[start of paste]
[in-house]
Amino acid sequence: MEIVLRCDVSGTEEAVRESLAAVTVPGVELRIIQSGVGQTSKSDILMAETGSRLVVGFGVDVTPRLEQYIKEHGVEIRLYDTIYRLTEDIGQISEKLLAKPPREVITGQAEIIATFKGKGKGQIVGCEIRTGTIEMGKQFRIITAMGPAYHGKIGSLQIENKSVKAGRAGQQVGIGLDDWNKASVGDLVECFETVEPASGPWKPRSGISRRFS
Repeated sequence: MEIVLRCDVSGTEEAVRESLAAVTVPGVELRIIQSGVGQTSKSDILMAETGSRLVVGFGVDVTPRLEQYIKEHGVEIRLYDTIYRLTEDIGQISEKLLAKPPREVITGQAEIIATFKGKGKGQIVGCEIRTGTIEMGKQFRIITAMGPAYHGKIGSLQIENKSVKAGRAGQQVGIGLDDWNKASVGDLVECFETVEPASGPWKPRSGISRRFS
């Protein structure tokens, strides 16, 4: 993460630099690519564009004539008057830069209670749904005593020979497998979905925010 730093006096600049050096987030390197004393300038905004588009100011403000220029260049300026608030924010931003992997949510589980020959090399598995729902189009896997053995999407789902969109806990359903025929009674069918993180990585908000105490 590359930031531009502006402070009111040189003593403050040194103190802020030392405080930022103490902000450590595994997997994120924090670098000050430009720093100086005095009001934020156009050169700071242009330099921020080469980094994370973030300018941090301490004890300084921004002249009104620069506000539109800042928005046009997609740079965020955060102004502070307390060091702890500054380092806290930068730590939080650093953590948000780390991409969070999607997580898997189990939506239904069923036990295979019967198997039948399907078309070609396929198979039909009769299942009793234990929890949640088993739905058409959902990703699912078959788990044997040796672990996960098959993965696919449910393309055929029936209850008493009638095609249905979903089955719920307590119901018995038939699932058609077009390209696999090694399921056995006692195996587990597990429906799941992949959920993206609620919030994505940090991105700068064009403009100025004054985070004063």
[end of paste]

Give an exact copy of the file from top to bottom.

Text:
[in-house]
Amino acid sequence: MEIVLRCDVSGTEEAVRESLAAVTVPGVELRIIQSGVGQTSKSDILMAETGSRLVVGFGVDVTPRLEQYIKEHGVEIRLYDTIYRLTEDIGQISEKLLAKPPREVITGQAEIIATFKGKGKGQIVGCEIRTGTIEMGKQFRIITAMGPAYHGKIGSLQIENKSVKAGRAGQQVGIGLDDWNKASVGDLVECFETVEPASGPWKPRSGISRRFS
Repeated sequence: MEIVLRCDVSGTEEAVRESLAAVTVPGVELRIIQSGVGQTSKSDILMAETGSRLVVGFGVDVTPRLEQYIKEHGVEIRLYDTIYRLTEDIGQISEKLLAKPPREVITGQAEIIATFKGKGKGQIVGCEIRTGTIEMGKQFRIITAMGPAYHGKIGSLQIENKSVKAGRAGQQVGIGLDDWNKASVGDLVECFETVEPASGPWKPRSGISRRFS
């Protein structure tokens, strides 16, 4: 993460630099690519564009004539008057830069209670749904005593020979497998979905925010 730093006096600049050096987030390197004393300038905004588009100011403000220029260049300026608030924010931003992997949510589980020959090399598995729902189009896997053995999407789902969109806990359903025929009674069918993180990585908000105490 590359930031531009502006402070009111040189003593403050040194103190802020030392405080930022103490902000450590595994997997994120924090670098000050430009720093100086005095009001934020156009050169700071242009330099921020080469980094994370973030300018941090301490004890300084921004002249009104620069506000539109800042928005046009997609740079965020955060102004502070307390060091702890500054380092806290930068730590939080650093953590948000780390991409969070999607997580898997189990939506239904069923036990295979019967198997039948399907078309070609396929198979039909009769299942009793234990929890949640088993739905058409959902990703699912078959788990044997040796672990996960098959993965696919449910393309055929029936209850008493009638095609249905979903089955719920307590119901018995038939699932058609077009390209696999090694399921056995006692195996587990597990429906799941992949959920993206609620919030994505940090991105700068064009403009100025004054985070004063």